I admit that I am also a suspicious patient. Docs sometimes recommend treatments that are more suitable for themselves (because they provide better earnings), rather than the patient.
The laser used for spider veins and varicose veins is an Nd-YAD long-pulse laser, and there are quite a few beauty clinics in Hat Yai that offer it (or have it mentioned on their shop fronts, which doesn’t necessarily mean that they have working equipment), two of them in the shopping mall opposite the Central Department Store in downtown Hat Yai.
I finally chose one of these (the one on the second floor), as they had the lowest charges, just 1500 baht per treatment. The average price, according to my research, was 3000 to 4000 baht per treatment session, and I encountered one skin specialist who wanted to charge me 8000 baht. When the spider veins on my face were more pronounced, I had once paid something like 16,000 baht in Bangkok (a price I now consider an overcharge).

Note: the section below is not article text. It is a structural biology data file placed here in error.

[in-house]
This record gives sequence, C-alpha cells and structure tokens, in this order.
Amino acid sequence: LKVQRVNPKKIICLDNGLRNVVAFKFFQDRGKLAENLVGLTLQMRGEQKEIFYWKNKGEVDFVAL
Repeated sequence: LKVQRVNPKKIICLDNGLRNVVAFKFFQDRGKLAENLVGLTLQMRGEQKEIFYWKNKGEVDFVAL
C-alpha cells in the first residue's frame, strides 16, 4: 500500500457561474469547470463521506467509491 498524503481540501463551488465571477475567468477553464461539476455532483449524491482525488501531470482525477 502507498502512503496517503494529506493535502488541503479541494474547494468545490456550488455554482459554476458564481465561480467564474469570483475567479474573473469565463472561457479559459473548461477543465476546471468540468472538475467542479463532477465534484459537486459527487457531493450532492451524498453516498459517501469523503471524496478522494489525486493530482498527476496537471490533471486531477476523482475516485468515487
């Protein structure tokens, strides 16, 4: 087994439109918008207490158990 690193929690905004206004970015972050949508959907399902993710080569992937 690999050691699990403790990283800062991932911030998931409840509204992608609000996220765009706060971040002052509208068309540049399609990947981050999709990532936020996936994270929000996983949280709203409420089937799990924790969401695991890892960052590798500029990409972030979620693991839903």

The clinic that I used in Hat Yai (Dr. Ponsak’s clinic in the shopping mall opposite the Central Department Store) was probably not as eager to zap every little spider vein as the much more expensive service I had previously used in Bangkok, and they did say that more than one treatment would be necessary. But at a price just half of that of their closest competitor, I did not complain. Anyway, I believe in the softer, less invasive (and therefore better) approach of spanning the laser treatment over several sessions, some three or more weeks apart.
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David B Sarwer, Thomas A Wadden, Michael J Pertschuk, Linton A Whitaker, The psychology of cosmetic surgery: A review and reconceptualization, Clinical Psychology Review Volume 18, Issue 1, January 1998, Pages 1-22
Sarwer, David B. Ph.D.; Pertschuk, Michael J. M.D.; Wadden, Thomas A. Ph.D.; Whitaker, Linton A. M.D., , Psychological Investigations in Cosmetic Surgery: A Look Back and a Look Ahead., Plastic & Reconstructive Surgery: April 1998 – Volume 101 – Issue 4